At Tiata Fahodzi, on the first day of shutdown, and inspired by Amahra, Luke Barnes and Bryony Kimmings, we gave away £2,700 in 11 ‘We got you, no questions asked’ hardship grants. We wanted to say: “We got you and we need you” because we know we’re nothing without you. If we have to have something in exchange, then I wonder whether we should be commissioning the artists, not to create now, but to think about what they might create in nine months’ time.
We should be paying artists now to help us imagine this new world. What would it mean if each NPO committed to an artist in (non)residence, paying a fee so that they could be our thermometer in the world – not for a digital series that gets lost among a new album release from Beyoncé (wishful thinking), a new episode of our favourite podcast (Still Processing, since you asked) or the next episode of Ru Paul’s Drag Race on Netflix.
I love theatre and I love the sector, but that’s why I’m so critical of it – I want it to be the best it can be. There’s something about us all screaming into the digital space at a time when the world is literally falling apart that feels, I don’t know, needy and attention hungry. A fellow theatre artist left me a voice note saying that theatre can’t handle being an extra in this apocalyptic, pandemic saga.
If we keep ourselves too busy, inserting ourselves into every strand of the crisis, we’ll miss the opportunity to really listen
Our job as cultural leaders is to be strategic – to be thinking about what’s to come in a month, three months, six months, two years, and then to have the energy to lead the nation through the challenges ahead. In order to do that, we need to be well, we need space and quiet to be able to think, but also to be able to listen and read the psychology of the nation. How might we do that when we’re locked in our houses?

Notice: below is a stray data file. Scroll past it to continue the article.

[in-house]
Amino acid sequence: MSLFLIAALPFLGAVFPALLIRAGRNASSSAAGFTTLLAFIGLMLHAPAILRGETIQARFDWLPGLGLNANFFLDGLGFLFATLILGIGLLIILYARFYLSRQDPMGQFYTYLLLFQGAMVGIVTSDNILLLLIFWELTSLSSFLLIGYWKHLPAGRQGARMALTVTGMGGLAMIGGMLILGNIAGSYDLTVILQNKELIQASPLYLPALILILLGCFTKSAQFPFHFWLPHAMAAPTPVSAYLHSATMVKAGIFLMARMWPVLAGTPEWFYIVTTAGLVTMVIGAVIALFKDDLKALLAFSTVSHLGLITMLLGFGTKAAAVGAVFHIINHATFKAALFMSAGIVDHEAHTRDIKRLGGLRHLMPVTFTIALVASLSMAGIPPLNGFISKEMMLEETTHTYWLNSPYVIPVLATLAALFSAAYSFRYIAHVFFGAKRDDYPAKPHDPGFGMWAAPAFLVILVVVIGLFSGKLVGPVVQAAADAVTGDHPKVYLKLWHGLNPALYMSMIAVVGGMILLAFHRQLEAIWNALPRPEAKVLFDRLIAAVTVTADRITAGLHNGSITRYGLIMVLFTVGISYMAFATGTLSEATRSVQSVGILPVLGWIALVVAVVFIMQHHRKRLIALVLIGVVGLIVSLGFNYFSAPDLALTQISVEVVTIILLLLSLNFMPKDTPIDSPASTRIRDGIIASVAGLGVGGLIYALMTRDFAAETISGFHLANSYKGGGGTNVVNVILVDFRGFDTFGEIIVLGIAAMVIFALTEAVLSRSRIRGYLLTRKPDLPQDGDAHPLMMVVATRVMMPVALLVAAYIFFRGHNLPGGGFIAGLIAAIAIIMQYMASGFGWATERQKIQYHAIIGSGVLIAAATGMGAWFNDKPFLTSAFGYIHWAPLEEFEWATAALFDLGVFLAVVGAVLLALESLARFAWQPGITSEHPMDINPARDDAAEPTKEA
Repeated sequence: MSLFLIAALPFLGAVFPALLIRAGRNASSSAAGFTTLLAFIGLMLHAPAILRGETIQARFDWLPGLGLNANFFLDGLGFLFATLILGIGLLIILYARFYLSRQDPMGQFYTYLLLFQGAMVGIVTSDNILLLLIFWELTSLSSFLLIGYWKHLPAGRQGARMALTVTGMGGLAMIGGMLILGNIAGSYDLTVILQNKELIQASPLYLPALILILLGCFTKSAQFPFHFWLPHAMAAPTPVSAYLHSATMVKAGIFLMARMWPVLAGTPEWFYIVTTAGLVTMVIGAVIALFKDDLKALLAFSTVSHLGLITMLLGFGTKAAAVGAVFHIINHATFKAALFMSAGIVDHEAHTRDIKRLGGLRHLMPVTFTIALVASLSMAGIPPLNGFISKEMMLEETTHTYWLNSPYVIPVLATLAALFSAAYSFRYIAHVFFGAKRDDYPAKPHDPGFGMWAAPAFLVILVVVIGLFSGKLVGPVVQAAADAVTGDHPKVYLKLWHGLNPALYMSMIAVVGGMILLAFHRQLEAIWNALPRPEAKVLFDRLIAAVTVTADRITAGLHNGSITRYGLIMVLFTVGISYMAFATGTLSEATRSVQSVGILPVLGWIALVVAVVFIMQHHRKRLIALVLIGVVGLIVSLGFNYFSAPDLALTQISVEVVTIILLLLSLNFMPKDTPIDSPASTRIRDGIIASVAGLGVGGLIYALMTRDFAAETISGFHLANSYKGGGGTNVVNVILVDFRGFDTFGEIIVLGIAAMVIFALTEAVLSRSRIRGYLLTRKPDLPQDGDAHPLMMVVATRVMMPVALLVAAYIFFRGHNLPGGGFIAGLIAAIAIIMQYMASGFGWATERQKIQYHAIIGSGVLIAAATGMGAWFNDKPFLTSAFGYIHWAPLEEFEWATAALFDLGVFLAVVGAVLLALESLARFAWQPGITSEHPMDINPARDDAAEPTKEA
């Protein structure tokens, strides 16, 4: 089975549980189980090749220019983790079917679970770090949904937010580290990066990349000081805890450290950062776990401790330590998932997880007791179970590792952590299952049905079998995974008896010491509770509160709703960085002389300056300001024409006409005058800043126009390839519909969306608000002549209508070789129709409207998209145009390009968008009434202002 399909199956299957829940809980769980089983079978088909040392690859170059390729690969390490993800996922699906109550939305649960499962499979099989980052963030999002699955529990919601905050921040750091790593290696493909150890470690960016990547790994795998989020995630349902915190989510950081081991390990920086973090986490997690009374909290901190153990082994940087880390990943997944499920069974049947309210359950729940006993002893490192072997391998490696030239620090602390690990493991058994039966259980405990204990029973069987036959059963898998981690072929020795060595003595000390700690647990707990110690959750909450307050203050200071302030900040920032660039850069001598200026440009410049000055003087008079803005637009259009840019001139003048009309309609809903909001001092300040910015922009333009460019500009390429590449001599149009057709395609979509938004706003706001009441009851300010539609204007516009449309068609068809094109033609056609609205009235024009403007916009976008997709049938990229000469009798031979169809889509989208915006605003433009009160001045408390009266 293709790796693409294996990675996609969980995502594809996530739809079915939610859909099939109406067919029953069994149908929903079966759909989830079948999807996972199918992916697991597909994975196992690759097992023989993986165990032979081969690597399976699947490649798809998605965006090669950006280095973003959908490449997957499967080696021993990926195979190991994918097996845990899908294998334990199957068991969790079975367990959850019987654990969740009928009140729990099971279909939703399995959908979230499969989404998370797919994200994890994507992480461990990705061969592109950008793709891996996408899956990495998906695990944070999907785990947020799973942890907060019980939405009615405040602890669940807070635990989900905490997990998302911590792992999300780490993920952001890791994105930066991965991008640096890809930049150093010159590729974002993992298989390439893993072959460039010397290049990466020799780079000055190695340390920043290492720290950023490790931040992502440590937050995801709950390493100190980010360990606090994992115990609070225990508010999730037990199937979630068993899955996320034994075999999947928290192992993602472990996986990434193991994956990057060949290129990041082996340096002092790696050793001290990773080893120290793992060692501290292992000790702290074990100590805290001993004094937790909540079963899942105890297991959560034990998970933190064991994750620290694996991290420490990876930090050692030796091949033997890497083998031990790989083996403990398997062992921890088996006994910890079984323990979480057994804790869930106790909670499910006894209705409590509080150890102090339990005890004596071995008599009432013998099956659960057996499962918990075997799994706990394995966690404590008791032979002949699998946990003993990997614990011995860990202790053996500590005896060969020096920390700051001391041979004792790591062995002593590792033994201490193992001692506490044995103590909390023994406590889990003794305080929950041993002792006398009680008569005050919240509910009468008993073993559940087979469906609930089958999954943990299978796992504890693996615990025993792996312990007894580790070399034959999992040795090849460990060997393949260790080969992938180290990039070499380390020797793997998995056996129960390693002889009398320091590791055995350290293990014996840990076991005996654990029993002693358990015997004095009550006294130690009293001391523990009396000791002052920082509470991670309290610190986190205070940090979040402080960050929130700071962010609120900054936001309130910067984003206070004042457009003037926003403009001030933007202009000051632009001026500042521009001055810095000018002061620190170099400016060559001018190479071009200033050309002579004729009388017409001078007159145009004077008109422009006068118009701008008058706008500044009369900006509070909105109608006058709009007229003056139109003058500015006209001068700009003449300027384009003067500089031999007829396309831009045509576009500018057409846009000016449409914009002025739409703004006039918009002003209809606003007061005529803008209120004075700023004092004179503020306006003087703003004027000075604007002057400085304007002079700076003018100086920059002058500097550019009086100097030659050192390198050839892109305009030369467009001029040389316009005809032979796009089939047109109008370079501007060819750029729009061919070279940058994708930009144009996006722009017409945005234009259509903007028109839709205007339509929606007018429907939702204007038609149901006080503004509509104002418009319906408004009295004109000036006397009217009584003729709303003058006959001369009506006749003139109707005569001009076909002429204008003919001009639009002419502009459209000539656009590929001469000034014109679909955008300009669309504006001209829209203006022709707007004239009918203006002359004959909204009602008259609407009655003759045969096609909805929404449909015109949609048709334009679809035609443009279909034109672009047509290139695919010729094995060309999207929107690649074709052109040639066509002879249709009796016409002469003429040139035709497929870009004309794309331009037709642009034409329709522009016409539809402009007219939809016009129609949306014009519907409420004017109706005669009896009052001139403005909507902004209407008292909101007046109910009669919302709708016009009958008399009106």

I’m working on rewriting our business plan and resisting the urge to write ‘the same but digital’; instead, I’m trying to create space for listening, responding and supporting what the world wants from us next. I’m thinking about what psychological state we’ll all be in when we emerge into the British summer, and what it will mean for what we do and how we do it.
Will we want to sit in the dark or will we want to be outdoors? Will we want to be together in a collective experience or will sitting so close to strangers create anxiety? My feeling is, when the world opens up again, the response has to be about more than your own organisation’s programme of work – it has to be a national moment.
Individual and independent artists, please – do whatever you need to do to survive. My fellow organisations, it’s okay not to have the answers. We have to create space to ask the questions, so I have stopped using all my energy to commission work for today and tomorrow. I’m focusing on being okay with quiet, being okay with not being at my home desk, being okay with daydreaming, because what are we but a bunch of daydreamers?
I am so excited about the kind of sector we might build when we’re allowed out again. We need to take the time to imagine what that might look like. The Arts Council’s new 10-year strategy paints a vision of a country transformed by culture. I’d go one step further and ask for a culture transformed by our country, and it starts here and now.
Natalie Ibu is artistic director of Tiata Fahodzi